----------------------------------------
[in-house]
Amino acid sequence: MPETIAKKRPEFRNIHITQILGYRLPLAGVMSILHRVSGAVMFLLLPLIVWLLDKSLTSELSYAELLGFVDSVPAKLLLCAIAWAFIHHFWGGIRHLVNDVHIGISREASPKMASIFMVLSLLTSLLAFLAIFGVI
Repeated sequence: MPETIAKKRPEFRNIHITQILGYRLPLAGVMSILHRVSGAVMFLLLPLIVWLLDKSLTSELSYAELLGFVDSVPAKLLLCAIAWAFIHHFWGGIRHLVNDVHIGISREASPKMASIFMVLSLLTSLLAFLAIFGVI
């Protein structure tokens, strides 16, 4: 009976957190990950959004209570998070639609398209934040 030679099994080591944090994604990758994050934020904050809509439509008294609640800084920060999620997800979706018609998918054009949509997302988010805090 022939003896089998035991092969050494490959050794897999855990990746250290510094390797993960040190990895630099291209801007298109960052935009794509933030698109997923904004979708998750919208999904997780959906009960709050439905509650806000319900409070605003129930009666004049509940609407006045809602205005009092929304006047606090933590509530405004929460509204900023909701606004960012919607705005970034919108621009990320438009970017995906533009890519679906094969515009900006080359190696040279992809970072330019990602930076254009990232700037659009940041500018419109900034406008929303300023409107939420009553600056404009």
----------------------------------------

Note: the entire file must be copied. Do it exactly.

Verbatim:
[in-house]
Amino acid sequence: MPETIAKKRPEFRNIHITQILGYRLPLAGVMSILHRVSGAVMFLLLPLIVWLLDKSLTSELSYAELLGFVDSVPAKLLLCAIAWAFIHHFWGGIRHLVNDVHIGISREASPKMASIFMVLSLLTSLLAFLAIFGVI
Repeated sequence: MPETIAKKRPEFRNIHITQILGYRLPLAGVMSILHRVSGAVMFLLLPLIVWLLDKSLTSELSYAELLGFVDSVPAKLLLCAIAWAFIHHFWGGIRHLVNDVHIGISREASPKMASIFMVLSLLTSLLAFLAIFGVI
């Protein structure tokens, strides 16, 4: 009976957190990950959004209570998070639609398209934040 030679099994080591944090994604990758994050934020904050809509439509008294609640800084920060999620997800979706018609998918054009949509997302988010805090 022939003896089998035991092969050494490959050794897999855990990746250290510094390797993960040190990895630099291209801007298109960052935009794509933030698109997923904004979708998750919208999904997780959906009960709050439905509650806000319900409070605003129930009666004049509940609407006045809602205005009092929304006047606090933590509530405004929460509204900023909701606004960012919607705005970034919108621009990320438009970017995906533009890519679906094969515009900006080359190696040279992809970072330019990602930076254009990232700037659009940041500018419109900034406008929303300023409107939420009553600056404009």